Thanks to the Talking Thermostat, which "talks" to customers and reminds them who to call for equipment service, contractors are finding a new way to retain profitable service and replacement business and keep customers happy without expensive advertising.
The product was introduced to News readers in the Sept. 16, 2002 issue. When it first came out, the Talking Thermostat was only available through AirTime 500 contractors. Today, any contractor can sell it.
Now You're TalkingAs its name implies, the Talking Thermostat provides audible programming instructions for homeowners. The advantage for contractors is that they can preprogram it to include instructions on who and when to call for service.
Russ Puckett, vice president and general manager of residential services for Atlas-Butler Heating & Cooling, Columbus, Ohio, said, "The thermostat can be programmed to come on at a certain interval, telling the homeowner that it is time to service [the equipment]. It is kind of like a car engine, which sends a signal when it needs servicing.
"It's good for the client because he or she forgets about service, and people are too busy to read cards or return phone calls, reminding them that it is time for service."
Some of the features of the Talking Thermostat include:
"This is the only thermostat we sell because it is programmable and is an energy-saving device for customers; and the talking feature is something people find useful, such as pushing a button to hear the temperature instead of having to turn on a light to see the temperature," said Richie Drew, general manager of Myrtle Beach's One Hour Heating & Air Conditioning, Myrtle Beach, S.C.
Customers Come BackDrew has no doubt that his customers will keep calling One Hour if they use the Talking Thermostat. "It's a customer retention tool," he said. "All they have to do is push the button and get our company name and telephone number. They don't even need to use the Yellow Pages anymore. The more thermostats I put in homes, the fewer times customers are going to the phone book or calling a competitor for service."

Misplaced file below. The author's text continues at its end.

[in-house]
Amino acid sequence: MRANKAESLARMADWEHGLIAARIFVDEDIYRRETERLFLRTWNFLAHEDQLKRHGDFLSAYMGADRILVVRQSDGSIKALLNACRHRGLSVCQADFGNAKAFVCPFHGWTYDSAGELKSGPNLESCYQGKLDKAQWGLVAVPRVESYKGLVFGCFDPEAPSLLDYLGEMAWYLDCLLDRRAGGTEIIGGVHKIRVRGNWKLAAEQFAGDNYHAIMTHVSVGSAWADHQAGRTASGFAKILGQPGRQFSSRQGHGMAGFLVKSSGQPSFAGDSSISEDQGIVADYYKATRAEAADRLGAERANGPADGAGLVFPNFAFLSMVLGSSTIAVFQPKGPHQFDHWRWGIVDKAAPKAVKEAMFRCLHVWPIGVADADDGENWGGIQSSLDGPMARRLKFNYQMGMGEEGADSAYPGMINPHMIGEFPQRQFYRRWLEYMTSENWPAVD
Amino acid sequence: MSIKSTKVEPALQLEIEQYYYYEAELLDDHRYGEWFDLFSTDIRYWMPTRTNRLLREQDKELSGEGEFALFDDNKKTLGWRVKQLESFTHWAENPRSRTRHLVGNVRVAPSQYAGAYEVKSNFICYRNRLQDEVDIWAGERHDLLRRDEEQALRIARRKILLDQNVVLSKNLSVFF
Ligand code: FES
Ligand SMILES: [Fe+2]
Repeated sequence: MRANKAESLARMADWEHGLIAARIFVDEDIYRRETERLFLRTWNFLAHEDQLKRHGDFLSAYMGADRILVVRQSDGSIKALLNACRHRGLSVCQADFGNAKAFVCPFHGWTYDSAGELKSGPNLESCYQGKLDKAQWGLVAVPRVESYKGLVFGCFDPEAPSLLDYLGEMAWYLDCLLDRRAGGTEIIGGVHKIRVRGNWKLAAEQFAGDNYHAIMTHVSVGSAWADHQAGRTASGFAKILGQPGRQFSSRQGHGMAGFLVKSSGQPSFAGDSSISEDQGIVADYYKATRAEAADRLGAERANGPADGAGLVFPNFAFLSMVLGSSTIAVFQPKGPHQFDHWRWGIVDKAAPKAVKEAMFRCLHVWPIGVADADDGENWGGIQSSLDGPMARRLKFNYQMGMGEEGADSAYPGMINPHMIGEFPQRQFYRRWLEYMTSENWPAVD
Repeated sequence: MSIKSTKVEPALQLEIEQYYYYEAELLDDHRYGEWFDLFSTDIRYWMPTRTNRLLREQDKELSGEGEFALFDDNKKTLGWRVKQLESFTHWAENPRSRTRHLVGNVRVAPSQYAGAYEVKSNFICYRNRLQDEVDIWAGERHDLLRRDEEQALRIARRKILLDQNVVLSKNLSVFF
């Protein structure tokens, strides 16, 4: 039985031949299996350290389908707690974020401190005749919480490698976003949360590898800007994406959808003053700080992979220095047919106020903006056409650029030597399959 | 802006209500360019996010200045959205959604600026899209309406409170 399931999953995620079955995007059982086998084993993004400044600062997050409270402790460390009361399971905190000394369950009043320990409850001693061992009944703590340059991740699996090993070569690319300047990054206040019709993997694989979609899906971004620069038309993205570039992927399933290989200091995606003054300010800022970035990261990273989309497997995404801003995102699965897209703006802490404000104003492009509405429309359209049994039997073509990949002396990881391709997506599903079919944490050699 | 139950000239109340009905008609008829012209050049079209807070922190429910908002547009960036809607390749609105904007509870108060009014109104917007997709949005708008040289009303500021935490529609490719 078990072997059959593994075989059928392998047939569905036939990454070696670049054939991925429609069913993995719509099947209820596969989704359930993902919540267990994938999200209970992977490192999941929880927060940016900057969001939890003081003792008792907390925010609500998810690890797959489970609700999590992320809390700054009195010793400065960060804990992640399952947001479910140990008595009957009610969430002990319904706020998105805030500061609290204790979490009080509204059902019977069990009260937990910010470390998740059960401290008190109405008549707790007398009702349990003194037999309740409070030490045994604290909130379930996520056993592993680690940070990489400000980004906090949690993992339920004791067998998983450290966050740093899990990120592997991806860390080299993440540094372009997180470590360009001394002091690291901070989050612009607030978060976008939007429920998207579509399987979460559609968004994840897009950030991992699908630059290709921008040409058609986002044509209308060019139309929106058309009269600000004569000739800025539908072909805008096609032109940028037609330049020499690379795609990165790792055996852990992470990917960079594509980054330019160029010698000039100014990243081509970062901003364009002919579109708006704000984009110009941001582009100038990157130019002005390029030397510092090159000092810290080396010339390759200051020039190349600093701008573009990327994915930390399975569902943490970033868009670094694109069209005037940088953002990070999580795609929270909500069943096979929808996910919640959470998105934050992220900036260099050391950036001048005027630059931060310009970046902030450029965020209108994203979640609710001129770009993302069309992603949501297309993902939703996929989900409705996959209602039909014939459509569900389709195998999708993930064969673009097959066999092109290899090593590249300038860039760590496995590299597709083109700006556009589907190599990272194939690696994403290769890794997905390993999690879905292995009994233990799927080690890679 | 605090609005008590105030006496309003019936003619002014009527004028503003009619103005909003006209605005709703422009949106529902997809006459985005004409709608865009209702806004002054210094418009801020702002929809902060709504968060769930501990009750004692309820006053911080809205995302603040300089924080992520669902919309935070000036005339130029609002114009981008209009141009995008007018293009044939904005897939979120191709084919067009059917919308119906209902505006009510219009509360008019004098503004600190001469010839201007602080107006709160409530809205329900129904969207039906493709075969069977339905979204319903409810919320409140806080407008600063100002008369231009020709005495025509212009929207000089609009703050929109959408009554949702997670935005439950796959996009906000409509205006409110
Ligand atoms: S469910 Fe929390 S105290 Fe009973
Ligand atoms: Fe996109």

Puckett added, "It's a billboard - people talk about it. When someone needs service, all they have to do is press the button. The customer wins and we win."
Puckett believes that with so much emphasis on indoor air quality (IAQ), customers are more aware of the need to properly maintain their HVAC equipment, including regular filter changes. "It is an IAQ tool because it can be programmed at any interval to remind homeowners to have the filters changed or maintenance performed," he said.
Doubting customers are assured by Drew that the Talking Thermostat works because all of the One Hour employees have the thermostat installed in their homes and offices. "We have three different systems in our own home with three Talking Thermostats, which gives us the ability to control each zone based on how we are using the house," Drew said.
"If a customer were to ask me if I had one of these in my home and I said no, that would indicate that I don't trust the product. I use the product and believe in it."
He added that the No. 1 objection to the Talking Thermostat is that it may sound too complicated to customers. "When we are on a call, we put it in the customer's hands and tell them to go ahead and play with it and get comfortable with it," Drew said. "If they are interested at all in it, they don't want us to leave without installing it."
Drew said, "The employees like to sell the product because they know that it is helping the company and creating future business for them - job security."
The Talking Thermostat is available through BuyMax, an online buying group of VenVest Inc. Contractors can call 866-936-6622 or visit www.4buymax.com to join or learn more about it. To learn more about the features of the Talking Thermostat, visit www.talkingthermostat.com.
Publication date: 05/30/2005